The criminal justice system in Scotland has used some forms of biometric data in the detection and prosecution of crime for many years, such as fingerprints, DNA and custody photographs. This form of data is often referred to as first-generation biometrics.
However, with rapid advances in science and technology over the last 25 years, new forms of biometrics are now available. This include data such as facial recognition software, remote iris recognition and behavioural biometrics such as voice pattern analysis. These are often referred to as second-generation biometrics.
In its 10-year strategy, Policing 2026, Police Scotland indicates its intention to invest it its forensic capabilities. This includes the introduction of the use of facial recognition and the use of handheld devices that can be linked to intelligence databases, such as the National Biometric Database.
Committee’s call for evidence
The Committee would like to hear from any individuals or groups with an interest in this Bill. If you wish to submit evidence to the Committee please feel free to address any, or all, of the policy issues contained in the Bill and its accompanying documents.
It would be helpful if any written submissions could address the following areas:
- What are your views on the establishment of a Scottish Biometrics Commissioner as a new body to scrutinise the police?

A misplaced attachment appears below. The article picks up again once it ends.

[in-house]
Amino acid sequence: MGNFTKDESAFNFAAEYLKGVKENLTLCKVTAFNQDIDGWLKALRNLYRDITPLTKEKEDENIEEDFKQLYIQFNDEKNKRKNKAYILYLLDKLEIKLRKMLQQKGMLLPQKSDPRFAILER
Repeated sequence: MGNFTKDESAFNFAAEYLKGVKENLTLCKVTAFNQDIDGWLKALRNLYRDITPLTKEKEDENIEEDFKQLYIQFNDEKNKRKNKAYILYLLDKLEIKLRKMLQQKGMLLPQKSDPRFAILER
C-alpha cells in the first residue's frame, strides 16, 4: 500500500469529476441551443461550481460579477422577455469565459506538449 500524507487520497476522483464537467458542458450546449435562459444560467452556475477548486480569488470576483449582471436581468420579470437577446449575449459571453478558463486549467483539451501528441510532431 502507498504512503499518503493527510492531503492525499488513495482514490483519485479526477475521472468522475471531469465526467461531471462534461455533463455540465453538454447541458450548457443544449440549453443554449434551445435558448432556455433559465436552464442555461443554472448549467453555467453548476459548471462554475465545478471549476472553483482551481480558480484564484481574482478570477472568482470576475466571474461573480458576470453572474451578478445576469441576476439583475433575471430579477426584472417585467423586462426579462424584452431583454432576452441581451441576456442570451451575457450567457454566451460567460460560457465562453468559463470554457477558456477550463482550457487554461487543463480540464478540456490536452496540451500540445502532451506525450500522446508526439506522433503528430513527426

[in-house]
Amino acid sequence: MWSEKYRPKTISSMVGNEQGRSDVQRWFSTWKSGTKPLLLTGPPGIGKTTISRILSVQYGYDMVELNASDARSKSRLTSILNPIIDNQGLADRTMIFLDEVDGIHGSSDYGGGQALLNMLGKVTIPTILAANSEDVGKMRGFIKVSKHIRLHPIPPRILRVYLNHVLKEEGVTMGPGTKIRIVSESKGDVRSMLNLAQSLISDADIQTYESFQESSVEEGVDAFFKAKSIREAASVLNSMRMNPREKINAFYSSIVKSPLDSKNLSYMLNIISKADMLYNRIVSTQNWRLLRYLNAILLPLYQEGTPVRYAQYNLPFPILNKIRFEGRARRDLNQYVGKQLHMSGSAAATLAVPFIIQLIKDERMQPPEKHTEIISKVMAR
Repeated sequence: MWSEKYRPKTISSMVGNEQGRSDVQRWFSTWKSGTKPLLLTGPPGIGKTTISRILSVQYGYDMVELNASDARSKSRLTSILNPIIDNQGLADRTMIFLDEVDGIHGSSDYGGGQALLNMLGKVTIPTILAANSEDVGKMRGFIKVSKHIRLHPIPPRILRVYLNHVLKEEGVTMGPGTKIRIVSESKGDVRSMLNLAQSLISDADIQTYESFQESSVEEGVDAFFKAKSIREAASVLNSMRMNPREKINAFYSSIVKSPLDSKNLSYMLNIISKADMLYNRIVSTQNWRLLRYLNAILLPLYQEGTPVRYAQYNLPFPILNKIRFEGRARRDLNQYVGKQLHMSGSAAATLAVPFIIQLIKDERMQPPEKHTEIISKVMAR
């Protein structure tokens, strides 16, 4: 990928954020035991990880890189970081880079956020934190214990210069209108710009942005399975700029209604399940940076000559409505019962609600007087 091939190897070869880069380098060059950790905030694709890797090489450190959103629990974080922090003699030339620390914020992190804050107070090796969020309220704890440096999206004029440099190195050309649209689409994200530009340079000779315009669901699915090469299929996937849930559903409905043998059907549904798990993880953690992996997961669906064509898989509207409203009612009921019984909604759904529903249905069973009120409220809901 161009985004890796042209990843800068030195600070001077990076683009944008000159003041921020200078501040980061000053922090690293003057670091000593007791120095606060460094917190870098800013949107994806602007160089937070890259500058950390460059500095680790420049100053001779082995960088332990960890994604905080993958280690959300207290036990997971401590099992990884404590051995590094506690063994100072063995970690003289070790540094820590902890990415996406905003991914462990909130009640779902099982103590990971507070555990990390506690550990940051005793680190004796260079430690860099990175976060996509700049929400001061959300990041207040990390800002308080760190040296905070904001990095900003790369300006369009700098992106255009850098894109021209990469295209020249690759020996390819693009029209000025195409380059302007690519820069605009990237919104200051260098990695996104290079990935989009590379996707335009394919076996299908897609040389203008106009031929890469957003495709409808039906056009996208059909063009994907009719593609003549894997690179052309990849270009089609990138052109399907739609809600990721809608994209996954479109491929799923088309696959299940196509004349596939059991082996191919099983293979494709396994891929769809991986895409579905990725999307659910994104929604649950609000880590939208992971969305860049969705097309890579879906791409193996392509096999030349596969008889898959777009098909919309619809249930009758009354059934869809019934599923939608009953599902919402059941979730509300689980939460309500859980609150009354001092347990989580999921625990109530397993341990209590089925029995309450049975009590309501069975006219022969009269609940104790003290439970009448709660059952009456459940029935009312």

- What are your views on the proposed role, responsibilities and enforcement powers of the Scottish Biometrics Commissioner?
- What are your views on the provisions in the Bill for the drawing up of a Code of Practice by the Commissioner, and how compliance with the Code is monitored and reported on?
- What are your views on the appointment process for the Commissioner and the funding being provided to enable them to carry out their role?
- Do you have any other comments regarding the Bill?
Before making a submission please see-
• Scottish Parliament’s policy on treatment of written evidence by committees
• Committee Office Privacy Notice: Submitting your views to committee
• Committee Office Privacy Notice: Submitting your views to committee [Young People]
If you wish your evidence to be treated as confidential, or for your evidence to be published anonymously, please contact the Clerk to the Committee to discuss, before you submit your evidence.
How to submit your evidence
Responses should be sent, wherever possible, electronically and in MS Word format to the following email address: firstname.lastname@example.org
Responses can also be sent by post to:
Clerk to the Justice Committee
Edinburgh EH99 1SP
The closing date for receipt of submissions is 6.00 pm on Friday 30 August 2019.
For Committee information, contact:
Seán Wixted: 0131 348 5223
For media information, contact:
Greg Black: 0131 348 6266
Keeping in touch
For further information on the Committee you can—
• Contact the Justice Committee by emailing email@example.com
• You can contact the Committee clerks on 0131 348 5223 or 0131 348 6241.
• You can follow the Justice Committee on Twitter: @SP_Justice
• We welcome calls using the Text Relay service or in BSL through contactscotland-bsl.org/
• You can find us on Facebook: www.facebook.com/scottishparliament
• If you have any general questions you also can also text us on 07786 209 888
• You can ask questions online through live chat: www.parliament.scot/live-chat